Oklahoma

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Mapped: An Overview of Poverty in Oklahoma

Poverty in Oklahoma is at a 10-year high, according to U.S. Census Bureau estimates released last week.

More than 610,000 Oklahomans lived below the poverty line in 2010. Poverty in Oklahoma reached a high in 2006, dipped in 2007 and 2008, and started climbing again in 2009, the data show.

A family of four is considered poor if the household earned less than $22,500 in 2010. StateImpact Oklahoma will be taking a closer look at poverty throughout the state in the coming weeks and months. We’ll talk to people in communities that are faring well, interview those struggling, and examine how the state budget is affecting local economics.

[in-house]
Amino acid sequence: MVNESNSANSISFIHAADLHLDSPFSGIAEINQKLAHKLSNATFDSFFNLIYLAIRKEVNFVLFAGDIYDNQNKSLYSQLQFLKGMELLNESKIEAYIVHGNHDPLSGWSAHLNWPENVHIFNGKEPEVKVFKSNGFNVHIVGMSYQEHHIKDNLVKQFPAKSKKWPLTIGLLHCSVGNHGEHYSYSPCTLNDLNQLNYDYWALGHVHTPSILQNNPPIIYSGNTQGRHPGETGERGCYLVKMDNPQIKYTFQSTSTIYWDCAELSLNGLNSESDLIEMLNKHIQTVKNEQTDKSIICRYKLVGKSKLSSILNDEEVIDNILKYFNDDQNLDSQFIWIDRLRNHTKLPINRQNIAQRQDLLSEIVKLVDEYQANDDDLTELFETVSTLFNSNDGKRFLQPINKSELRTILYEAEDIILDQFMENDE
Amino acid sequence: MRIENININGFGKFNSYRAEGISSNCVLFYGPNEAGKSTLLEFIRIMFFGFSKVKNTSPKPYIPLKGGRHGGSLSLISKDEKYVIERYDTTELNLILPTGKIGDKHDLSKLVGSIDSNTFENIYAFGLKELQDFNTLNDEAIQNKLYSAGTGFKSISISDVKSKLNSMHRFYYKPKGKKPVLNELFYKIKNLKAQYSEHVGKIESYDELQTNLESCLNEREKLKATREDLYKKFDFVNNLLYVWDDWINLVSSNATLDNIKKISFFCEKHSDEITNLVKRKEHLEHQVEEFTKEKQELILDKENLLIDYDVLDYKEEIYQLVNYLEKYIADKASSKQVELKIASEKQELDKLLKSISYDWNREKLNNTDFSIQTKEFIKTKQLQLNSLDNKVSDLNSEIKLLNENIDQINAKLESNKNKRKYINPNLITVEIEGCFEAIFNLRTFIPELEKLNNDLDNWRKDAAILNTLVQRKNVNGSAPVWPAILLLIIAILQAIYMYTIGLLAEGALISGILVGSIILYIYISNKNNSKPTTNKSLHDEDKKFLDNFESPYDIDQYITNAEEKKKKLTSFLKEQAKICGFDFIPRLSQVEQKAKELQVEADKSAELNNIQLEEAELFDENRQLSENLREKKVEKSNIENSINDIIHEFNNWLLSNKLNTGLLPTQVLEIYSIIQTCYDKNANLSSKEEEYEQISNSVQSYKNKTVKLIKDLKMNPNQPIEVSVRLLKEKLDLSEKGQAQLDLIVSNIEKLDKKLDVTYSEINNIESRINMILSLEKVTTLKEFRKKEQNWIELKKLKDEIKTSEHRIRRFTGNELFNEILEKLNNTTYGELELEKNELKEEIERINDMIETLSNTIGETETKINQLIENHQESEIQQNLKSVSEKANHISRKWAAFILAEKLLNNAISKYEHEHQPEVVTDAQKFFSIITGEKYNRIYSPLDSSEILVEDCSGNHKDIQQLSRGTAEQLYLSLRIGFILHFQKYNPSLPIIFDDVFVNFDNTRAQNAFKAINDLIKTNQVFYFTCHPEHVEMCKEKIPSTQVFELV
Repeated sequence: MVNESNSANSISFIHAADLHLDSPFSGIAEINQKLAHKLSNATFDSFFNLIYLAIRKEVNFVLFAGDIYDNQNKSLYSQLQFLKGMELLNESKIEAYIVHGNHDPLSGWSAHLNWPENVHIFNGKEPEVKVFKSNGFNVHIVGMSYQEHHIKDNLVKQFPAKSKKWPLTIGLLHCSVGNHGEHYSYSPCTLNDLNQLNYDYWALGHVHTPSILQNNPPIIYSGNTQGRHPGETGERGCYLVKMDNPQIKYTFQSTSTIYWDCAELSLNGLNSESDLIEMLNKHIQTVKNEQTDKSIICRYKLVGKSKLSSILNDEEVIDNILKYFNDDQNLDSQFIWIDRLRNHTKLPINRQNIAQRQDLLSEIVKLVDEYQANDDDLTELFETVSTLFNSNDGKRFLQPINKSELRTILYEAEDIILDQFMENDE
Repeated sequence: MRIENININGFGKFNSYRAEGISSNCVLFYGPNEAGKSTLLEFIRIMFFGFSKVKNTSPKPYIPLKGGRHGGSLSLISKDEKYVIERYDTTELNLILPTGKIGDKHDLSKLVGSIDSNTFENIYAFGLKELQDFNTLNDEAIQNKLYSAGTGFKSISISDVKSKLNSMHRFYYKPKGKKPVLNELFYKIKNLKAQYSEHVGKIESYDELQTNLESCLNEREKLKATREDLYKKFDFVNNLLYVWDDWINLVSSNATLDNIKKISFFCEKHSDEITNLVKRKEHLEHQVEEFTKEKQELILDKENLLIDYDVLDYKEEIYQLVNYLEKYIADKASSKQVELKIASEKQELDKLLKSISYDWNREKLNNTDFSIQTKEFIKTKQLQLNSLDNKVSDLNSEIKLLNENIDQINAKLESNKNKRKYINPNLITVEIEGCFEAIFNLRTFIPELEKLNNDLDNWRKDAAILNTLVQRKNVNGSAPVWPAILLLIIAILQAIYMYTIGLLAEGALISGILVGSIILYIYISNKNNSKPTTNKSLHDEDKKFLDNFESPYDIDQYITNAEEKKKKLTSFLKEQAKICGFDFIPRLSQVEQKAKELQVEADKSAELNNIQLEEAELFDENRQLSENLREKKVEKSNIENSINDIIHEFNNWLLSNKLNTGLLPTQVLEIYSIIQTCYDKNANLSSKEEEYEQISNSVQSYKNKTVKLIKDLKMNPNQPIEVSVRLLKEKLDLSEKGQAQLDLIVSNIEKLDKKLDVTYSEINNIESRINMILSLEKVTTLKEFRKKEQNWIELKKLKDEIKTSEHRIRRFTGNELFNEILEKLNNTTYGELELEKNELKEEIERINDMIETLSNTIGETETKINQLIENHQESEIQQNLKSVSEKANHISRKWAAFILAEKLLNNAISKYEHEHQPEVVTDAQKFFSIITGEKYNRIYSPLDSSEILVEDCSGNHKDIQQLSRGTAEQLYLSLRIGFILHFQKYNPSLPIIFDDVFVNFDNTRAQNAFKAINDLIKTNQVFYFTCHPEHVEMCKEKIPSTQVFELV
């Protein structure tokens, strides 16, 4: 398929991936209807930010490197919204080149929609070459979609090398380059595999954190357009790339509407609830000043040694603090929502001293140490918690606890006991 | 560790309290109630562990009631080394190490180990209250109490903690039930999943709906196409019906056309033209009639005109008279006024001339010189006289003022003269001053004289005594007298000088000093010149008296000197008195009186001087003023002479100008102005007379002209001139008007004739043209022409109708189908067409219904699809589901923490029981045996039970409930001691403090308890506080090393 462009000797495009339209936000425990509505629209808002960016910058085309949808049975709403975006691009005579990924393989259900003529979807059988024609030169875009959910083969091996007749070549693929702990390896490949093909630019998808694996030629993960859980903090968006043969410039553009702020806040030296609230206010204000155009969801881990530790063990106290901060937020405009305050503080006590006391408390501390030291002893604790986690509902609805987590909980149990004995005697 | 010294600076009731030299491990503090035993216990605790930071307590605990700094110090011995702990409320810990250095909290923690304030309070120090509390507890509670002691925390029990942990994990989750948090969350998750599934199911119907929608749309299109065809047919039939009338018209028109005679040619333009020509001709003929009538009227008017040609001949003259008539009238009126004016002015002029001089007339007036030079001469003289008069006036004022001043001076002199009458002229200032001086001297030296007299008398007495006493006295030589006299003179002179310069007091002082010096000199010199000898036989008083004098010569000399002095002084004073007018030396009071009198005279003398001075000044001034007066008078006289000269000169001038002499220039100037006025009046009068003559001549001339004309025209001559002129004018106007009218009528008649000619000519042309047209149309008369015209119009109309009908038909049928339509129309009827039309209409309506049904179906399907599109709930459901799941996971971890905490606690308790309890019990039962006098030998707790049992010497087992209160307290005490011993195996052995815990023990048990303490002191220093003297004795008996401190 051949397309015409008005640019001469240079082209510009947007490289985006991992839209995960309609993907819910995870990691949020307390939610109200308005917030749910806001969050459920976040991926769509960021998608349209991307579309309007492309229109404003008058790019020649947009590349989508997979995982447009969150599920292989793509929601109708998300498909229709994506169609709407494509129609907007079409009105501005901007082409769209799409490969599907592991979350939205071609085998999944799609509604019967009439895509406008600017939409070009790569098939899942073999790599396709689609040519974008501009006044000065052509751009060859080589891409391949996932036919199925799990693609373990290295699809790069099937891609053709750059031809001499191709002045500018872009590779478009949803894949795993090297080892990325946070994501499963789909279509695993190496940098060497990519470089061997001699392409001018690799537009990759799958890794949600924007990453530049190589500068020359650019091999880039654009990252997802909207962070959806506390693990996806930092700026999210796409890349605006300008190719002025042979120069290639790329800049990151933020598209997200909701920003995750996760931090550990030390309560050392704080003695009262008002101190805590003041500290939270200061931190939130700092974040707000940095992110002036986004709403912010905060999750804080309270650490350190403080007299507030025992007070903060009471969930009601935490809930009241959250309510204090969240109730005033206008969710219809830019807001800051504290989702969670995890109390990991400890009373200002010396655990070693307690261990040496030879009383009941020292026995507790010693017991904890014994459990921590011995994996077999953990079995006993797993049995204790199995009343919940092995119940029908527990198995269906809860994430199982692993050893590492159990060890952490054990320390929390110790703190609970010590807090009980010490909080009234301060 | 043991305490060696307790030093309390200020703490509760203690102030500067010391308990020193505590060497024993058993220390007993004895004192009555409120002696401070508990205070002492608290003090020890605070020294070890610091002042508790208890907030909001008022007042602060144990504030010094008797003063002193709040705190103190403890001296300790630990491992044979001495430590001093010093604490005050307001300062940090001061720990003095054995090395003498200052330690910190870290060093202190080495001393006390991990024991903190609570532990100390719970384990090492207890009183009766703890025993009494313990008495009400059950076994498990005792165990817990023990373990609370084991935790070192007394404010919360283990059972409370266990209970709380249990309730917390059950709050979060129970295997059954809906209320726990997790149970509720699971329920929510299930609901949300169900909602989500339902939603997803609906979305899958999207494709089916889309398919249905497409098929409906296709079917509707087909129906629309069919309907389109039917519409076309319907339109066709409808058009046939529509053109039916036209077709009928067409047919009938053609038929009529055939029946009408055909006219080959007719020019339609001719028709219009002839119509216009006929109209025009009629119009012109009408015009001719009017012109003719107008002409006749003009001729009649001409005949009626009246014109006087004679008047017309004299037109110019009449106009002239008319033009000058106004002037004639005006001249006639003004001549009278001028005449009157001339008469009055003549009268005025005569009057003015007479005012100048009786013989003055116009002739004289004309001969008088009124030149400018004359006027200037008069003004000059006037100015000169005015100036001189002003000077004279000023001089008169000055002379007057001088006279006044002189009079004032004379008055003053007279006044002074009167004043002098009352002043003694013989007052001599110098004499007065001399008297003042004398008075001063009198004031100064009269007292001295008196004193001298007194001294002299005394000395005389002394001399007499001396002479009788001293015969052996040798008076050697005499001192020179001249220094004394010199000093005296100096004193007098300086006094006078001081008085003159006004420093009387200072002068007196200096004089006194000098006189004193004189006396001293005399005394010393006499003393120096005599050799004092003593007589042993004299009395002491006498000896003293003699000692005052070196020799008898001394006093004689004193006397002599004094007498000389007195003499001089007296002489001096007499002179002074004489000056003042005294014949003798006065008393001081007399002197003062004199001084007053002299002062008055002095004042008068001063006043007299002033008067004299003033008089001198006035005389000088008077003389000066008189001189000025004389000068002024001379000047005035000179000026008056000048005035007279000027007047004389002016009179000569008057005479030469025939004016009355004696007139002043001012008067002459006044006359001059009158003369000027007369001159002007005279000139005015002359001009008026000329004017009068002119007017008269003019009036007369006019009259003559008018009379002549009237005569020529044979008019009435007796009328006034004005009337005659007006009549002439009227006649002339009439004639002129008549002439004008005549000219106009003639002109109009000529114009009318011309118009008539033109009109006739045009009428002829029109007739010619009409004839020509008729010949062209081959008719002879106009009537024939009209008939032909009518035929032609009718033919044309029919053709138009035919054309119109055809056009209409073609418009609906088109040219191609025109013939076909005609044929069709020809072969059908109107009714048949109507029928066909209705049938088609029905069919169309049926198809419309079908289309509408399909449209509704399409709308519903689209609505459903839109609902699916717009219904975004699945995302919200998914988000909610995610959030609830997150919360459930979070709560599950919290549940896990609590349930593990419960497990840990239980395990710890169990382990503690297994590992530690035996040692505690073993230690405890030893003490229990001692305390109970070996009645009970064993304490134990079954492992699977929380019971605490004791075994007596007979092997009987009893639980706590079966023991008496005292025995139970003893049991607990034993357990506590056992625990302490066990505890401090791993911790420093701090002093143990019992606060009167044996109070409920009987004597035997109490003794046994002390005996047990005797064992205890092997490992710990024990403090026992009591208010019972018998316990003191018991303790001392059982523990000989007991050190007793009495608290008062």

Source: 2010 Small Area Income and Poverty Estimates, U.S Census Bureau | Download Data

Source: U.S. Census Bureau

Oklahoma’s poverty level in 2010 — 16.8 percent — is a hair higher than the 16.7 percent peak estimated in 2006. One-tenth of a percentage point seems small, but it represents tens of thousands Oklahomans.

Young Poverty Up

There’s more bad news. Poverty percentages for Oklahomans under 18 are the highest they’ve been in a decade, and the increases are outpacing adult poverty estimates. Poverty percentages for those under 18 increased more than 2 percent from 2009, as did the percentages of those aged 5-17 in families. The number of children under 5 living in poverty increased 3 percent from 2009-2010, the data show.

Oklahoma Poverty: Under 18 (click for interactive)

Source: U.S. Census Bureau

Oklahoma Poverty: Ages 5-17 in families (click for interactive)

Source: U.S. Census Bureau


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